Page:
Seecamp just reintroduced the .25 auto. I've got one. Just a lot of fun to shoot. Cycles everything I've put through it and, one more round than the .32. I can shoot that little gun like a sewing machine.

It's a seven try ice pick. That will hide in anything you can wear in public.

Sgt127 - I inherited a "Colt Junior" .25 ACP that was NIB - - at least until I got it. ;)
For its short (1.5") barrel, it is surprisingly accurate. It is also a "7 + 1" capacity but DAO. I keep it with a chambered round, safety off, so all I have to do is cock the hammer. Every time I have a yard sale, it is resting comfortably in my pocket - JIC.
I'm a recent fan of 32 and the small pocket pistols that shoot it and 25. There are only a few already mentioned that are still in production today. Of those I own two: Seecamp RWS32 and a Kel-Tec P32. The P32 gets carried in a pocket holster almost every day, but occasionally gets replaced by a LCPII or a bigger 9mm.

But for me the draw of 32 and 25 is for the older historical handguns that I enjoy collecting and shooting every so often. In 25 I have a Beretta Jetfire 950B and a FN 1905(6). In.32 along with the Kel-Tec P32 and Seecamp I also own a Beretta Tomcat 3032, CZ70, VZ61 SBR, Bernardelli Model 60, FN1922, and a Savage 1917. There are a number of other 32acp guns I want to add to my collection in the future.
JTHunter writes, of the Colt Junior:

It is also a "7 + 1" capacity but DAO. I keep it with a chambered round, safety off, so all I have to do is cock the hammer.

You meant it's a SAO, right?

I carried a Phoenix HP22A like that for a little while (before I got my P32.)
I consider the .25 ACP Phoenix Model Raven gifted to me in 1992 to be almost a curio. I take it out once a year, fire the two magazines empty, clean it, reload the magazines, put it up for next year's outing. It has run 100% so far and four inch pattern at 7 yards off hand. I have carried it as backup to other guns: striker down on empty chamber.

My minimum self defense handgun for venturing into cell phone dead zones or isolated places is a well-tested Rossi snub .38 Spl.

ADDED: The various .32s can be very accurate for target practive, and less expensive for practice if you handload. I believe that stats on real world .32 ACP defensive an crime shootings show a world of difference between th .32 ACP in FMJ hard ball and softnose rounds like .32 ACP Win Silvertip.
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I bought a raven arms p-25 here recently at a gun shop for $50 which should be at most gun shops but for some reason most are still tryin to get $100 or more which baffles me! but this little pistol shoots very well for its age! so guys who makes 25acp pistols at this time??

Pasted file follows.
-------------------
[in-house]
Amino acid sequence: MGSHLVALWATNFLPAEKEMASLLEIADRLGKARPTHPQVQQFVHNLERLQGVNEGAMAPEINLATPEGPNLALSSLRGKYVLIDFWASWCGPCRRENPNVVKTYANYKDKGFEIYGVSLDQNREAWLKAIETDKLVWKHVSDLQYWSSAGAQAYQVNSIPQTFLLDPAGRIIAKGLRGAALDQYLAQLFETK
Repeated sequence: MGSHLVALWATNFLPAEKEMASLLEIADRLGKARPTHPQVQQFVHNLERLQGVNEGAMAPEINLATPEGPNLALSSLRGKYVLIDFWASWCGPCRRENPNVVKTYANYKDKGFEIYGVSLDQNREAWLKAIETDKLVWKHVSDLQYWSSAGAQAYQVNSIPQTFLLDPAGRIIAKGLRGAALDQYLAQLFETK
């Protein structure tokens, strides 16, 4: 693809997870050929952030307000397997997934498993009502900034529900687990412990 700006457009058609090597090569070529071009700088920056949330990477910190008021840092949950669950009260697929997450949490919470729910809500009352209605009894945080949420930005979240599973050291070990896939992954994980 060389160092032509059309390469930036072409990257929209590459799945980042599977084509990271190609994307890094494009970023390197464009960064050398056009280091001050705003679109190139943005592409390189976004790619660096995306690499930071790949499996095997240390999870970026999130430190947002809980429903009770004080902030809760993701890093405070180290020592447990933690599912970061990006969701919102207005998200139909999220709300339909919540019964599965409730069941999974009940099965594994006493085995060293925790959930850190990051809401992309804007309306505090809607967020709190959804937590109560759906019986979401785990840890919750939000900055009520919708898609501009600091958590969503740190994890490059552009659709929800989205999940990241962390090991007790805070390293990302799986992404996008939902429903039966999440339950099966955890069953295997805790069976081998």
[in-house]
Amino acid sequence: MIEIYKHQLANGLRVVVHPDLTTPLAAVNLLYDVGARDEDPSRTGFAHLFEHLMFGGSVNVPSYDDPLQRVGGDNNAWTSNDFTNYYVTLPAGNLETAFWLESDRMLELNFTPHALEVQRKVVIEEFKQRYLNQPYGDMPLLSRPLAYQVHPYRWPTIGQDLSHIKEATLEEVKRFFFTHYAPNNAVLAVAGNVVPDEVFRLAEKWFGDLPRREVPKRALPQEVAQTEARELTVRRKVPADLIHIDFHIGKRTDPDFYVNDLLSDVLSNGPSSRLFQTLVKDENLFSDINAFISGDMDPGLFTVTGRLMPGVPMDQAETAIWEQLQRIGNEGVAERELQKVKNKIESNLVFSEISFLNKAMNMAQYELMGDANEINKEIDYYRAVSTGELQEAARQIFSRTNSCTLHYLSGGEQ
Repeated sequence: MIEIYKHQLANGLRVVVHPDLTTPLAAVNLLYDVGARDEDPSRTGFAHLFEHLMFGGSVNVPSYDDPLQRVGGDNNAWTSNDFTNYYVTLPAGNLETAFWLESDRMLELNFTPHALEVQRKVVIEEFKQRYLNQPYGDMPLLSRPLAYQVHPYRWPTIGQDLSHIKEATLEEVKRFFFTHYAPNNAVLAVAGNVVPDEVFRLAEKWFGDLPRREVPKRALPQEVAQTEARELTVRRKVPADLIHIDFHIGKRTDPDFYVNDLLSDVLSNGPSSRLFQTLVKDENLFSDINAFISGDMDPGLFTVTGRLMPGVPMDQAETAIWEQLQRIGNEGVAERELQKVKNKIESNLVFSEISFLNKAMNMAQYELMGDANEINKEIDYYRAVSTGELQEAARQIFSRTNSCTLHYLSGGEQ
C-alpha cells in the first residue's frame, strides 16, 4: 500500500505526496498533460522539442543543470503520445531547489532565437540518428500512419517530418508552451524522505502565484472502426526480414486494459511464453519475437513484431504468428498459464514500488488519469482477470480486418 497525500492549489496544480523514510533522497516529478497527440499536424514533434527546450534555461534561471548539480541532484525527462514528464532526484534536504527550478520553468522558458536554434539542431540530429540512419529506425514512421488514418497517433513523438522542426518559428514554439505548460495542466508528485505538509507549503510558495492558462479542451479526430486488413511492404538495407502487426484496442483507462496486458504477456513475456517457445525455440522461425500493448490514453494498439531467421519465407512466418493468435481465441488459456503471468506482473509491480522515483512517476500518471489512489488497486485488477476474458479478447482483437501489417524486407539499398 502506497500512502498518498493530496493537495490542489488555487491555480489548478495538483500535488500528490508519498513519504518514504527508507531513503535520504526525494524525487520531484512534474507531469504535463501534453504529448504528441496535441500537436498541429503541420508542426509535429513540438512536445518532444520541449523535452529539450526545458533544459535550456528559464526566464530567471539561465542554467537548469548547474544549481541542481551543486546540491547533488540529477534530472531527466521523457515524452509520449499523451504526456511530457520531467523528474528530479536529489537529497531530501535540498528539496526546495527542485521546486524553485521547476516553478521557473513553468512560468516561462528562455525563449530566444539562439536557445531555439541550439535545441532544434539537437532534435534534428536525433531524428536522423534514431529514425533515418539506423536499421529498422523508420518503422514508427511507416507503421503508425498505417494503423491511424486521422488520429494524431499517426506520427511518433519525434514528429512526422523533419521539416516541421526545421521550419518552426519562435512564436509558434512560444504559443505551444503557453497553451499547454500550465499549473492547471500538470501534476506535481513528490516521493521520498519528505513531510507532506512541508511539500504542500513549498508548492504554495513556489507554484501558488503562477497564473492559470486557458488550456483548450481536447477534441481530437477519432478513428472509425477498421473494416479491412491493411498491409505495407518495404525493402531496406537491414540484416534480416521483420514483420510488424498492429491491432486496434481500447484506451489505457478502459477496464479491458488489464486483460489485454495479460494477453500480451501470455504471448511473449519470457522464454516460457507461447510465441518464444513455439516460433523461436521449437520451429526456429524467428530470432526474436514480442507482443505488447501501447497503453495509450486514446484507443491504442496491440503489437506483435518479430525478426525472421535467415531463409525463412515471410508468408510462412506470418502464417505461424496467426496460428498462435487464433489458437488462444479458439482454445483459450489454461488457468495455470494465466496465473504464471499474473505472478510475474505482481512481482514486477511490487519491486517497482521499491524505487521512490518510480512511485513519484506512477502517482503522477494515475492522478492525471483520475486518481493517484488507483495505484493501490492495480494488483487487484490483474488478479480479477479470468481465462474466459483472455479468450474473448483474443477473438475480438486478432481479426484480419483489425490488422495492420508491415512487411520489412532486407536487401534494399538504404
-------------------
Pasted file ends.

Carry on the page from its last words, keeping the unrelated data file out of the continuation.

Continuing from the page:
so guys who makes 25acp pistols at this time??
Seecamp, Beretta, and Phoenix are the only ones I can think of.

Seecamp only shows the .32 and .380 on their website, but they're making .25s again. You have to call and order. They will take your order and ship to an FFL, but they give a substantial discount to FFLs, so it might be worth it to order through a friendly one. If he's not too greedy, he can make more than his transfer fee while you save a bunch: win-win.


Beretta still lists the Bobcat 21A in .25 as a current-production model, but I have no idea where you'd find a new one. All I ever see is used ones, and not too many of those.


Phoenix is alive and well. You can get one from Bud's for $122 cash money.


I thought Taurus was still making the PT-25, but apparently not in this country anymore. It's listed on their website in the "archive" of discontinued models.
This is a little .25 one of my baby sitters had that took care of my kids. I believe it was called a Sata and was Italian from the 1960's. Her Dad brought it into the US after being stationed in Italy.

Just thought something different might be nice.



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Taurus still lists the .22-PLY and the .25-PLY,,,
They are simply hard to find in stock.

I own the .22 and the .25 versions of the gun,,,
Both of mine have proven to be very reliable shooters.


The .22 eats mini-mags all day long,,,
The .25 has eaten 3-400 rounds of several different brands.

The .22 is a 9-shooter while the .25 is a 10-shooter,,,
Both guns are DAO with tip-up barrel.